Meredith Rich of Mastic Beach gets a kick out of joining the crowd at one of Long Island’s state parks doing retro square dance moves like the do-si-do and promenading to country-western tunes.

“It’s family fun,” Rich, 47, says of the popular country dance nights that are being offered free at Hither Hills State Park in Montauk Tuesdays in August and, up until last week, at Wildwood State Park in Wading River. She and her daughter, Cheyenne Rich, 22, got into the rhythm at one of Wading River’s nights sashaying back and forth in the Virginia reel, a folk dance dating to the 17th century. Mother and daughter also joined in for a more recent dance craze: line dancing to 1970s standards such as “Montego Bay.”

Tom Dess, Hither Hills park manager, frequently shows up with his kids, for square dance nights. “It’s quirky, funny, old-time dancing, and it’s one of those Hither Hills traditions that families have been coming for since the 1950s.”

Rich says she’s been partial to traditional dance forms ever since childhood days in school. “I was one of the nerds in gym that liked square dancing,” she says.

RETRO ENDURES

If you want to learn dance moves, the state parks take you back to the good old days of group dancing.

“It’s a lot of fun to promenade, do-si-do and do an allemande left,” says Patricia Keny, 40, of Coram. “Dancing in a large group like that, you really don’t get that often anymore,” adds Keny, who has been square dancing since childhood.

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Western-style square dancing, which peaked in popularity in the 1970s, was offered for decades at the Jones Beach Bandshell, but was discontinued this year due to a decline in attendance, says George Gorman Jr., deputy regional director of the state parks department.

But square dancing continues to be popular at Wildwood and Hither Hills State Park in Montauk, thanks in part to the built-in audience among visitors sleeping over at the park campsites, Gorman says. Gorman estimates that 50 to 100 people, including local community members, show up week to week.

“It’s very nostalgic,” Gorman says. “People who reserve campsites have been going for decades.”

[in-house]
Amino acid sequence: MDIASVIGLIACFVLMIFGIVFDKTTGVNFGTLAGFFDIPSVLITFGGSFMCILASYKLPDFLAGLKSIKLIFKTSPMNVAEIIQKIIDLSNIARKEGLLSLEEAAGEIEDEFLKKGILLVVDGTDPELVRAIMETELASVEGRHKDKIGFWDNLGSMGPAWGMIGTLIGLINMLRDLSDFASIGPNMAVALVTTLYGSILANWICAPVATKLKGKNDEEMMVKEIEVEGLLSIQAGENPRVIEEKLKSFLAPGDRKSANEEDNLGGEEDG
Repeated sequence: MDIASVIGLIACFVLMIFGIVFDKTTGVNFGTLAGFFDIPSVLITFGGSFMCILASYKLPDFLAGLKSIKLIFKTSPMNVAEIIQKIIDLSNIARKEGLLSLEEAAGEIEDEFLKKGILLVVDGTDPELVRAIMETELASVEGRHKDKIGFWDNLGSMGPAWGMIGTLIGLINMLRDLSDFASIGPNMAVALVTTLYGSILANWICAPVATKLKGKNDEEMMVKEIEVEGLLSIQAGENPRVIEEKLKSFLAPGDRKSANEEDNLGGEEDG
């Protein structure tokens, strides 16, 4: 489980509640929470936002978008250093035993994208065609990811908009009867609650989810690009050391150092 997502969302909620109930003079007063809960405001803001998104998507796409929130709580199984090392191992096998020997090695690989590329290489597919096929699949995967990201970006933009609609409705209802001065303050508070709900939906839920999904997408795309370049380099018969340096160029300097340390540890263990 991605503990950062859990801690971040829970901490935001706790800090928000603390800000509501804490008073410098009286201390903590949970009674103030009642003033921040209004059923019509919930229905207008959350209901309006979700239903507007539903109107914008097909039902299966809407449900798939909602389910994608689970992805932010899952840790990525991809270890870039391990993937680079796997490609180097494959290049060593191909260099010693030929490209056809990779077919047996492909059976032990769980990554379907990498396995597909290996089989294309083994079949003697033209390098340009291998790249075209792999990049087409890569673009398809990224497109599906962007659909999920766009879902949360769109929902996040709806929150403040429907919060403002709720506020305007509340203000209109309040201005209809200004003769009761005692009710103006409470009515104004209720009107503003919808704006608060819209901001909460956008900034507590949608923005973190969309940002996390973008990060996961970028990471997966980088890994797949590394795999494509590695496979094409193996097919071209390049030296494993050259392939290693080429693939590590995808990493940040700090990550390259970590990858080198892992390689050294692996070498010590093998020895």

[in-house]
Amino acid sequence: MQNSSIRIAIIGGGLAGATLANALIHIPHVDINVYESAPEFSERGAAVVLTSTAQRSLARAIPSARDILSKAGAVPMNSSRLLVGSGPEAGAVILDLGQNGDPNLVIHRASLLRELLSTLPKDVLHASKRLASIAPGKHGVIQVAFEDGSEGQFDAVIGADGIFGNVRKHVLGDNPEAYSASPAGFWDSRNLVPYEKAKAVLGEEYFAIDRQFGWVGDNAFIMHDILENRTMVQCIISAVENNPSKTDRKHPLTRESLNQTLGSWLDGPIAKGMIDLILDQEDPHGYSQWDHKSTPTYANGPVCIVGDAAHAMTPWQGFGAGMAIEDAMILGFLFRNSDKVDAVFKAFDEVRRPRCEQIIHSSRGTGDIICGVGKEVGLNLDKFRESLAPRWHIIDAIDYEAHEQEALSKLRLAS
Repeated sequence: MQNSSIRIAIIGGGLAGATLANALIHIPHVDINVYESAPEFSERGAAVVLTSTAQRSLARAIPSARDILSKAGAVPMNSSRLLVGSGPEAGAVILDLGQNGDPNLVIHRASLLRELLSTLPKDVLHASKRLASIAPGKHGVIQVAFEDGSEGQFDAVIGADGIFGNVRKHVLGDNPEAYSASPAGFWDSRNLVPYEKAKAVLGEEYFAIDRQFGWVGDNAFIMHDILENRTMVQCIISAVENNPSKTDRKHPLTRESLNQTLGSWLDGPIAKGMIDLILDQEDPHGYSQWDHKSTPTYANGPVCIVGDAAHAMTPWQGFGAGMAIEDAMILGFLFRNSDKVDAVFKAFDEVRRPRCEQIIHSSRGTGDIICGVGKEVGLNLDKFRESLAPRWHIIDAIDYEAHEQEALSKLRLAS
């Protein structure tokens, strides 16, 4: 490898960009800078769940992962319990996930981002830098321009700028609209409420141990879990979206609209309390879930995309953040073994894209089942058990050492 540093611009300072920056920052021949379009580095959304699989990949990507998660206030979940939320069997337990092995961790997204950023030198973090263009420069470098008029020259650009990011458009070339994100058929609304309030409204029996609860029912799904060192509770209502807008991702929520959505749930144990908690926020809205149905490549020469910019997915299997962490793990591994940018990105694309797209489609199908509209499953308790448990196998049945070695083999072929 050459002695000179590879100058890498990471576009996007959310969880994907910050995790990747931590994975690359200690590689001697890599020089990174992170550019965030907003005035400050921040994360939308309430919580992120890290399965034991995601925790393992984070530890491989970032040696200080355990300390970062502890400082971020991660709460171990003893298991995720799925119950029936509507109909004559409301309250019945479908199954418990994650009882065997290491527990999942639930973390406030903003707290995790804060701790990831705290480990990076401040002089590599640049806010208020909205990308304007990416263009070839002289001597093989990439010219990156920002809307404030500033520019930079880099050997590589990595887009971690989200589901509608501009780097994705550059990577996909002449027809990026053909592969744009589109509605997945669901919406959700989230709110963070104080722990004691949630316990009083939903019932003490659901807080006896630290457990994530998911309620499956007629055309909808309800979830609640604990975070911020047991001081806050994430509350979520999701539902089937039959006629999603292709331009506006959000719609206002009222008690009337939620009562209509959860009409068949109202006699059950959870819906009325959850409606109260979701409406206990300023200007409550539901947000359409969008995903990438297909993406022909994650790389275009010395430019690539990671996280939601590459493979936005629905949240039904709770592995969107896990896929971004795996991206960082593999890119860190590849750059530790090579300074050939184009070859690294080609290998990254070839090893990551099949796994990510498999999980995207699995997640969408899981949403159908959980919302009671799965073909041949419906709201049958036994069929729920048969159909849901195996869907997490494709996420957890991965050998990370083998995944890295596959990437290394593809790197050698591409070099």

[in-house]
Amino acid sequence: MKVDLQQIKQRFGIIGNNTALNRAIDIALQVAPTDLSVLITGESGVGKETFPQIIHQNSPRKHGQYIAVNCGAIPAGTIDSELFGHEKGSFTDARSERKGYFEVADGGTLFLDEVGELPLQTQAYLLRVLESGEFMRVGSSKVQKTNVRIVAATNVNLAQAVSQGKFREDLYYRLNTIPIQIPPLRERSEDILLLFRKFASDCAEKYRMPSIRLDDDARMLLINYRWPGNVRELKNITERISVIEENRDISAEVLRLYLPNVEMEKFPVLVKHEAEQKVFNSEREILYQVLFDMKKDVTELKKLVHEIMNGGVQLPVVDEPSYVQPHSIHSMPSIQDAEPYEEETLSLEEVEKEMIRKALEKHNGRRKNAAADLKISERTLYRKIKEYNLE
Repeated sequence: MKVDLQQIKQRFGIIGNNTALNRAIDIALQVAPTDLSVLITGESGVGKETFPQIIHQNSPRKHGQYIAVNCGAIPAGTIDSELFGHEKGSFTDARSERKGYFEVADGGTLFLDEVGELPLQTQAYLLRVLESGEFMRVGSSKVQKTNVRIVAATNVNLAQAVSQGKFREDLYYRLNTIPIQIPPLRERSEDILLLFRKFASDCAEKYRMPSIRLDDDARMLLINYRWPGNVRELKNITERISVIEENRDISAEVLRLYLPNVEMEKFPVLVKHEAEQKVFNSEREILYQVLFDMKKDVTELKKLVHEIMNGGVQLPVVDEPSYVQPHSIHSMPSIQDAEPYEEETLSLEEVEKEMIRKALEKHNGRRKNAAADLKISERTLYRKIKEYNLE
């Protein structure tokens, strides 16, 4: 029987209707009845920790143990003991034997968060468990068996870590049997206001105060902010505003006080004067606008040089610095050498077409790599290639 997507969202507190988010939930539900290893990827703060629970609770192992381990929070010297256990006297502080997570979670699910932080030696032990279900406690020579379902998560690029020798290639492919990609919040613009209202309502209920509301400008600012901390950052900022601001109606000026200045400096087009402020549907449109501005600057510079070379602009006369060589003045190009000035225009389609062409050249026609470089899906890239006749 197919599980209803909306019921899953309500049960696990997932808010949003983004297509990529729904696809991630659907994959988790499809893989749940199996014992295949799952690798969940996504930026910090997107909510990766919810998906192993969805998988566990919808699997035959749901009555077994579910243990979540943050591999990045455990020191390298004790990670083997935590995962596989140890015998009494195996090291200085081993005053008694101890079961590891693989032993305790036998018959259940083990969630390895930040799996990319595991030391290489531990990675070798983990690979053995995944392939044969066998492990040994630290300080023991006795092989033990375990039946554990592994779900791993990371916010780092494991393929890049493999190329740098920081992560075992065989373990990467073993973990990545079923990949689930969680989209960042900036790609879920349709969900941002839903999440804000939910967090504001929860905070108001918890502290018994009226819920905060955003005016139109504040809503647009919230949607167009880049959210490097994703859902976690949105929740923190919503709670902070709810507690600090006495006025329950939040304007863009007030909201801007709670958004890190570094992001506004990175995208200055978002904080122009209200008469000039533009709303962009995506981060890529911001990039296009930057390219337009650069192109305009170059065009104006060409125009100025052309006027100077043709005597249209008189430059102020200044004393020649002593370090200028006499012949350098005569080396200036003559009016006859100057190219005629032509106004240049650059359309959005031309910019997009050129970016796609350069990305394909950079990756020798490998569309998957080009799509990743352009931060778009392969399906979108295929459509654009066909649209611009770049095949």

CALLING THE MOVES

Many of the dancers are longtime fans of Primo Fiore, 86, of Deer Park, who has been a professional square dance caller on Long Island for more than 40 years. “It’s for all ages, 10 to 90. It’s fun at any age,” he says.

Fiore started out teaching square dance as part of the curriculum at West Islip Junior High School, where he taught physical education for almost 30 years. Fiore called square dances at the Jones Beach Bandshell for 25 years, ending in 2004. He says he started the square dance program at Wildwood in 1975. Fiore also calls the dances at Hither Hills, where the dance area faces the ocean.

Fiore himself is a bit of a throwback, technologically speaking. No iPod for him. He plays vintage 45-rpm records on a record player. But attendees praise his ability to teach the moves to large crowds and his fondness for audience participation.

He starts the night by asking attendees to make a big circle. Once he familiarizes them with the moves, he takes them on a tour of traditional dances, with stops as far back as the Colonial period, and plenty of opportunity to make noise.

“When I do the Virginia reel,” Fiore says, “I have them hoot and holler and clap their hands.”

He also gets the crowds on their feet for quirky line dances such as the Chicken Dance, which he says has participants wiggling, flapping their arms, clapping and blinking.

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Best of all, says Fiore, this is one dance night where you don’t have to know any fancy footwork to have a retro thrill.

“It’s fun at any level,” he says. “That’s what makes it popular.”